- to rule over by right of authority: to govern a nation.
- to exercise a directing or restraining influence over; guide: the motives governing a decision.
- to hold in check; control: to govern one's temper.
- to serve as or constitute a law for: the principles governing a case.
- Grammar. to be regularly accompanied by or require the use of (a particular form). In They helped us, the verb helped governs the objective case of the pronoun we.
- to regulate the speed of (an engine) with a governor.
- to exercise the function of government.
- to have predominating influence.
Origin of govern
SynonymsSee more synonyms for govern on Thesaurus.com
Examples from the Web for govern
“We restored our brand, showed we could govern, we took the temperature down,” says Feehery.Can Obama and a Republican Senate Find Common Ground?
November 4, 2014
“The NTC pretends to govern, but it doesn't have any real power in the interior,” Tombstone tells him.This Sexy Thriller Is Just the Document the Benghazi Commission Needs
September 15, 2014
We think he will govern better for the Iraqi people and we will be able to work with him.
We think he will govern more inclusively and govern more with an eye with what is better for Iraq than the current situation.
By jumping into the race, Lewis could force Emanuel to govern to the left to fend off her attacks.Could Rahm Lose to This Infamous Union Leader?
July 3, 2014
Or have we found angels in the forms of kings to govern him?
For, Madam, could I be supposed to govern the passions of either of the gentlemen?Clarissa, Volume 1 (of 9)
It was composed of the grim psychological laws that govern the abnormal.Viviette
William J. Locke
It is too apt to govern itself by what a bold spirit is encouraged to expect of it.Clarissa, Volume 2 (of 9)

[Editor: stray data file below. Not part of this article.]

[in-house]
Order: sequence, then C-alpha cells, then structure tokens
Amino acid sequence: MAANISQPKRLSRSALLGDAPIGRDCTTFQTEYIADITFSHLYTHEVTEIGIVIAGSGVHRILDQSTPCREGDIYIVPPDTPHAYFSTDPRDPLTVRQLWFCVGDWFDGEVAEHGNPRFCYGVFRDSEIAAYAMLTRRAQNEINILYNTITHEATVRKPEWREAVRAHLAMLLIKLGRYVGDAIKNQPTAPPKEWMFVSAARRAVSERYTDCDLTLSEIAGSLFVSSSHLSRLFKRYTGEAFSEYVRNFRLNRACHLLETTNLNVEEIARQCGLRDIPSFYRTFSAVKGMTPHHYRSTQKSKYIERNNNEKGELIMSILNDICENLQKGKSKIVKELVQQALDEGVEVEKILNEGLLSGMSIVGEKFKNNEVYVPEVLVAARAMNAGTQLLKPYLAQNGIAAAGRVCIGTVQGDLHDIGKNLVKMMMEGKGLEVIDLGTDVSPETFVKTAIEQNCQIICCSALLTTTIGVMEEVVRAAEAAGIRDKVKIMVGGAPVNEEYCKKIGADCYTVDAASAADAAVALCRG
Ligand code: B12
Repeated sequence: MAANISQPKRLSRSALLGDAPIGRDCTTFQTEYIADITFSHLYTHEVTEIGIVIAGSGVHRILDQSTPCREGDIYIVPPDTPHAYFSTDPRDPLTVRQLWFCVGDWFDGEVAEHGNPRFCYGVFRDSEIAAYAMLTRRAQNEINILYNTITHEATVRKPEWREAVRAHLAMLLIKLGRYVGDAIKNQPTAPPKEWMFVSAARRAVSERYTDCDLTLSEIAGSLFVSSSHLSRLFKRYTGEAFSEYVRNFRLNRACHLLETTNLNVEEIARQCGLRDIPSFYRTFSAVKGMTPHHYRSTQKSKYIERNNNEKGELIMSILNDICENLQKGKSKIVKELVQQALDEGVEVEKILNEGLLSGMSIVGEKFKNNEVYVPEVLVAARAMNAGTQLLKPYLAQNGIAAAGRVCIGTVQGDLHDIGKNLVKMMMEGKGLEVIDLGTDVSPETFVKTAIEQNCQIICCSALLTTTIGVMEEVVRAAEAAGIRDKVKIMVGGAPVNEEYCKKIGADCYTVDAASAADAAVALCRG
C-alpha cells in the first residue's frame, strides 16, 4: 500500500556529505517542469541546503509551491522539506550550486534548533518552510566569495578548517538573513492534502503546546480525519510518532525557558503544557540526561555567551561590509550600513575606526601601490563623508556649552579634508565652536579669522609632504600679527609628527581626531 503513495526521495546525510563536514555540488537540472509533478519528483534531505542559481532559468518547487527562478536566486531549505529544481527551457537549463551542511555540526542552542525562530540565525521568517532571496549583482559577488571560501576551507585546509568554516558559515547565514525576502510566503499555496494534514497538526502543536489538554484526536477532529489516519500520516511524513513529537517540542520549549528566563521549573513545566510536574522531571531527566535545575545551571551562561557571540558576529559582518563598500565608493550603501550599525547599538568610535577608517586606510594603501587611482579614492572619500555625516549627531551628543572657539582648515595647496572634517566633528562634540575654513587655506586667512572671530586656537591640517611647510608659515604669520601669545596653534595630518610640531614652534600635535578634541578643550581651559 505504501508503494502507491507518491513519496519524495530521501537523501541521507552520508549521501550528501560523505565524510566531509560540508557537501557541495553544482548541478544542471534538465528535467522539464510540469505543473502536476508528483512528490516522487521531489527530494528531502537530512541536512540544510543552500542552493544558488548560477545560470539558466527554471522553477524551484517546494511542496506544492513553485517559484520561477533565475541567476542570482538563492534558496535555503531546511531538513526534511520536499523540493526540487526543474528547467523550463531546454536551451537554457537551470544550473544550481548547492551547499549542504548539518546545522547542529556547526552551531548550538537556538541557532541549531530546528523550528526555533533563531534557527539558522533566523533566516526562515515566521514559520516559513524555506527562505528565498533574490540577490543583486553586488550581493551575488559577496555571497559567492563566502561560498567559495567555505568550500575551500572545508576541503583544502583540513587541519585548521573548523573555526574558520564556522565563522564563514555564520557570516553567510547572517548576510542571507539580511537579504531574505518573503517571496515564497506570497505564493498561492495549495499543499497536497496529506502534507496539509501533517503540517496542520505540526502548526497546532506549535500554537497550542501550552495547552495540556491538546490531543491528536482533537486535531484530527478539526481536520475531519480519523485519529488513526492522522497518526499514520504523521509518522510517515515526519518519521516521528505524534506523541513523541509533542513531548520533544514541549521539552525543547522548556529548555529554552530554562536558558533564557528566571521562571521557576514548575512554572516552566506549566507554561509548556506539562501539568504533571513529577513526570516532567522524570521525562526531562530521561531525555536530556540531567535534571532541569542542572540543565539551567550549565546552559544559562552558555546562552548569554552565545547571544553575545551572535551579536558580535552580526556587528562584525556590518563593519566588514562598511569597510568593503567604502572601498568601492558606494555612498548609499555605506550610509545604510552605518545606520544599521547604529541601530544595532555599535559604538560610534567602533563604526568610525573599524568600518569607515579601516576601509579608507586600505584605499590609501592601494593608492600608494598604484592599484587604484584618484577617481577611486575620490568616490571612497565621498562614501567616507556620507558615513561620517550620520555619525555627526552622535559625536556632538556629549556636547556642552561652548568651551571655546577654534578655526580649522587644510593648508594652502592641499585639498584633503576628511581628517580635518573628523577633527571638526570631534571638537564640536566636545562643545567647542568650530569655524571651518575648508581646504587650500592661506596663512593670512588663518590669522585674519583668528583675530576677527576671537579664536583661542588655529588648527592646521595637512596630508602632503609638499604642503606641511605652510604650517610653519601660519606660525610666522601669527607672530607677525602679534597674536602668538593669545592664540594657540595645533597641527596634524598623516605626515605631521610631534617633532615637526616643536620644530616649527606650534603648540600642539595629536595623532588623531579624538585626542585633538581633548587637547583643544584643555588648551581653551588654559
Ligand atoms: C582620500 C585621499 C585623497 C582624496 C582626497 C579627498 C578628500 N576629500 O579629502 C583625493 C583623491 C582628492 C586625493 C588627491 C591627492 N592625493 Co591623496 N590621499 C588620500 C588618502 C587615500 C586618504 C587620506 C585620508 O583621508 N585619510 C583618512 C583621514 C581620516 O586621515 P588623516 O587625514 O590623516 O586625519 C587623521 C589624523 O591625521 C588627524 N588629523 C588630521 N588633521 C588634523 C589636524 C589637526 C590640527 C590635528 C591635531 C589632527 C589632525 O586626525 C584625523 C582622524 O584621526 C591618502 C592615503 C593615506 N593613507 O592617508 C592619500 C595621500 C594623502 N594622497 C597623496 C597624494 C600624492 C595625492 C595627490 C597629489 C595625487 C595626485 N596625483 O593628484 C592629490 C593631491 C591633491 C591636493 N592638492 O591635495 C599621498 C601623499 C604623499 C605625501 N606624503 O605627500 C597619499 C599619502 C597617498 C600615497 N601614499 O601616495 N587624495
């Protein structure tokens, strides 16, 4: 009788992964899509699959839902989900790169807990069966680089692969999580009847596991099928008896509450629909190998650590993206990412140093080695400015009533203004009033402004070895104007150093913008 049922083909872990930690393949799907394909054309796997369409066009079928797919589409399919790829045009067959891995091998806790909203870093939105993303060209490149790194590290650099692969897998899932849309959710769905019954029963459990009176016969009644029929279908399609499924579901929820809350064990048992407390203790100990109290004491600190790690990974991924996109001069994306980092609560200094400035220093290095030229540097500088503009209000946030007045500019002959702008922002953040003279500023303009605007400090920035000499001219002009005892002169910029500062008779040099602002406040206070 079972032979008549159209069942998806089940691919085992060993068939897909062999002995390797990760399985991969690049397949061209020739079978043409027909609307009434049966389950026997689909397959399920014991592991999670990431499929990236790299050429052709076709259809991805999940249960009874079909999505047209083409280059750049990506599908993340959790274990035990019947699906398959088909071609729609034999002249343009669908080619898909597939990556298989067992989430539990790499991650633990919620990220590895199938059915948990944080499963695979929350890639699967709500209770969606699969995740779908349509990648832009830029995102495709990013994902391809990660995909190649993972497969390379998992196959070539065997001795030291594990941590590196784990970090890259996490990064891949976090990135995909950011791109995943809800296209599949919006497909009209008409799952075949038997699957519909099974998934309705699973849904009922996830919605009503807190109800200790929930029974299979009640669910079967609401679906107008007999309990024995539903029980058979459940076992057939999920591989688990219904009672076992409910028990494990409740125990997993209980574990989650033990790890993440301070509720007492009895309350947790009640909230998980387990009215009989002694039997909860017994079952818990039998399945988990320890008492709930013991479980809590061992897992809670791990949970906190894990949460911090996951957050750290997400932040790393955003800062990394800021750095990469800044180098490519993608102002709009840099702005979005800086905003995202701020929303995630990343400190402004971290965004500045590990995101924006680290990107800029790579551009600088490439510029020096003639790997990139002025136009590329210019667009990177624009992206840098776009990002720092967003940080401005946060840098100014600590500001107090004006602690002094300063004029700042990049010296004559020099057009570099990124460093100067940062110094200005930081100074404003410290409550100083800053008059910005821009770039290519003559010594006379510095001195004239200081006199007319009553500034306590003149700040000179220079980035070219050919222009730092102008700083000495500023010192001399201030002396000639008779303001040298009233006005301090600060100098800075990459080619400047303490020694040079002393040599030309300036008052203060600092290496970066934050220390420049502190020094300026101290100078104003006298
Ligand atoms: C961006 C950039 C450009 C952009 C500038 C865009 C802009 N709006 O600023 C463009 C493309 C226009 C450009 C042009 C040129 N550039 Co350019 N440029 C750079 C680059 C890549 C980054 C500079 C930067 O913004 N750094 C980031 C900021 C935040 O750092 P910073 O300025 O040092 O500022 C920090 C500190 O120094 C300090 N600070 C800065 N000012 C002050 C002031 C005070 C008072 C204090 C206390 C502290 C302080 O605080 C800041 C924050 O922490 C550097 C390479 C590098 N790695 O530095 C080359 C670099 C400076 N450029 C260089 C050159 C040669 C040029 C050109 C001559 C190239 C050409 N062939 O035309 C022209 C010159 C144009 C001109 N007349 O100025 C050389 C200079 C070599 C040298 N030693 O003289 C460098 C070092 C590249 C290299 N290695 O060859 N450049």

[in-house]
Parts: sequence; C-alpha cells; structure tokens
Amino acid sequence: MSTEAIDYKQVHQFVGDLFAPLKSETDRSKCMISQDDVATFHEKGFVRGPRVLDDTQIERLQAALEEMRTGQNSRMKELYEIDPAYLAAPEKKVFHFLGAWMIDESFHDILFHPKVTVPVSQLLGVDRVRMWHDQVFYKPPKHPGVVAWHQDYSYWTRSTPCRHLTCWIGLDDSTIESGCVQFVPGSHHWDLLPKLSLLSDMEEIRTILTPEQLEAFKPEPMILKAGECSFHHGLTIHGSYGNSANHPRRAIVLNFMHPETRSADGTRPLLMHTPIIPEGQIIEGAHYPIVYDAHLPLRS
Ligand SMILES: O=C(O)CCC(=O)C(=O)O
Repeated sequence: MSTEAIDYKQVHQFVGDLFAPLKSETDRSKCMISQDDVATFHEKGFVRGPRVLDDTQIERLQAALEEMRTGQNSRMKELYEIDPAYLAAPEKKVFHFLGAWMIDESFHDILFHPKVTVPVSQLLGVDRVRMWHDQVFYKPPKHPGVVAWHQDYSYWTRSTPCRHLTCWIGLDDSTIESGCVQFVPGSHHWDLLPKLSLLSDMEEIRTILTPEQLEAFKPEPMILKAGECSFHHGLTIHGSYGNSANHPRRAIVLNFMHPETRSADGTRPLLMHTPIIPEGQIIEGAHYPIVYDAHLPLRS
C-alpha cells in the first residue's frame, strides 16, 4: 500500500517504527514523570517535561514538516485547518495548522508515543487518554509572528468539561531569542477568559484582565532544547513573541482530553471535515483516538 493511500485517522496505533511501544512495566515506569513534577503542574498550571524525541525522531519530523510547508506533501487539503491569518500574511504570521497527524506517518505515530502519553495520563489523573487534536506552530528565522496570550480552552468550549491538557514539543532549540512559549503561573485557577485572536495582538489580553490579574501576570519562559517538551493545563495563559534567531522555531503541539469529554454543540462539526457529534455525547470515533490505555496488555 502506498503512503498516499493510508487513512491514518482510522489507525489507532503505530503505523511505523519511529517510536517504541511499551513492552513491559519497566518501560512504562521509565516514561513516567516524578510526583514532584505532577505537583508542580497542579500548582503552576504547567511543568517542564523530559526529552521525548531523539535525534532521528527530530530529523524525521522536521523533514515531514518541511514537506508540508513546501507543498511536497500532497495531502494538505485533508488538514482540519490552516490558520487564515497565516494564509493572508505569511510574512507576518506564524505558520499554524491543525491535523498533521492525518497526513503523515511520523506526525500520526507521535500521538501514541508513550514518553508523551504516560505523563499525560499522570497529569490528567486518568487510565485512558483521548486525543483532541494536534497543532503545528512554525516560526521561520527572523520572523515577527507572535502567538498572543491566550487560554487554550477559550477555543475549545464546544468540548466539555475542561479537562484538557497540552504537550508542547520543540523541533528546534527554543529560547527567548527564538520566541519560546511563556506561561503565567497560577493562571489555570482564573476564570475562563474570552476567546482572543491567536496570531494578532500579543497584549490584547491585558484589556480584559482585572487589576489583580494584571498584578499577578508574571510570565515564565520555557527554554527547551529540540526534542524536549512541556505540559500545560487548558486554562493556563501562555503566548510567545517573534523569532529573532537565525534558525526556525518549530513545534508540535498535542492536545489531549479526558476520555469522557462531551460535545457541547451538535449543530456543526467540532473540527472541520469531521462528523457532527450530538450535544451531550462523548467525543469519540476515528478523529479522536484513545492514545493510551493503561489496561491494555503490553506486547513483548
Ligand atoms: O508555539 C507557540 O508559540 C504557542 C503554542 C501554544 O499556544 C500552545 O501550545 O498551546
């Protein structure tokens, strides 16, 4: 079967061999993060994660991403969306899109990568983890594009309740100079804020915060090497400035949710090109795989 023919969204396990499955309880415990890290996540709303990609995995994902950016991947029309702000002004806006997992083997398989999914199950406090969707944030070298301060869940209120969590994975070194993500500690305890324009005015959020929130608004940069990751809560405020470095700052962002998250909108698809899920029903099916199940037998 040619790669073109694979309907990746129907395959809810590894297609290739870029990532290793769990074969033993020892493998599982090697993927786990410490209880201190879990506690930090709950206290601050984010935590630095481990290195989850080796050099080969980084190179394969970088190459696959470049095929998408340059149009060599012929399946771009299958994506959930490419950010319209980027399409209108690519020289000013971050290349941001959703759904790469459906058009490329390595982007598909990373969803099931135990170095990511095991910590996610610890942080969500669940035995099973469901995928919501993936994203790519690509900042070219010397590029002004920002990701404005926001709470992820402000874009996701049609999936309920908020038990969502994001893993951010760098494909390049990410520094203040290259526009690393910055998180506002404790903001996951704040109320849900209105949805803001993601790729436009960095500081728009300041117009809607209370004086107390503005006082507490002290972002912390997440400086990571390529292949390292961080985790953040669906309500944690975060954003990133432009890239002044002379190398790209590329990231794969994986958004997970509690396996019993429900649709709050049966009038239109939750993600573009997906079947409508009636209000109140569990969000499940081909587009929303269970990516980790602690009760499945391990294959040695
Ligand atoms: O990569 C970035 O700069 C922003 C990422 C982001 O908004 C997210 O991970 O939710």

You know that I am sensitive and brave, and that it is my character to govern.Little Dorrit
- (also intr) to direct and control the actions, affairs, policies, functions, etc, of (a political unit, organization, nation, etc); rule
- to exercise restraint over; regulate or directto govern one's temper
- to be a predominant influence on (something); decide or determine (something)his injury governed his decision to avoid sports
- to control the speed of (an engine, machine, etc) using a governor
- to control the rate of flow of (a fluid) by using an automatic valve
- (of a word) to determine the inflection of (another word)Latin nouns govern adjectives that modify them
Word Origin and History for govern
late 13c., from Old French governer (11c., Modern French gouverner) "govern," from Latin gubernare "to direct, rule, guide, govern" (cf. Spanish gobernar, Italian governare), originally "to steer," a nautical borrowing from Greek kybernan "to steer or pilot a ship, direct" (the root of cybernetics). The -k- to -g- sound shift is perhaps via the medium of Etruscan. Related: Governed; governing.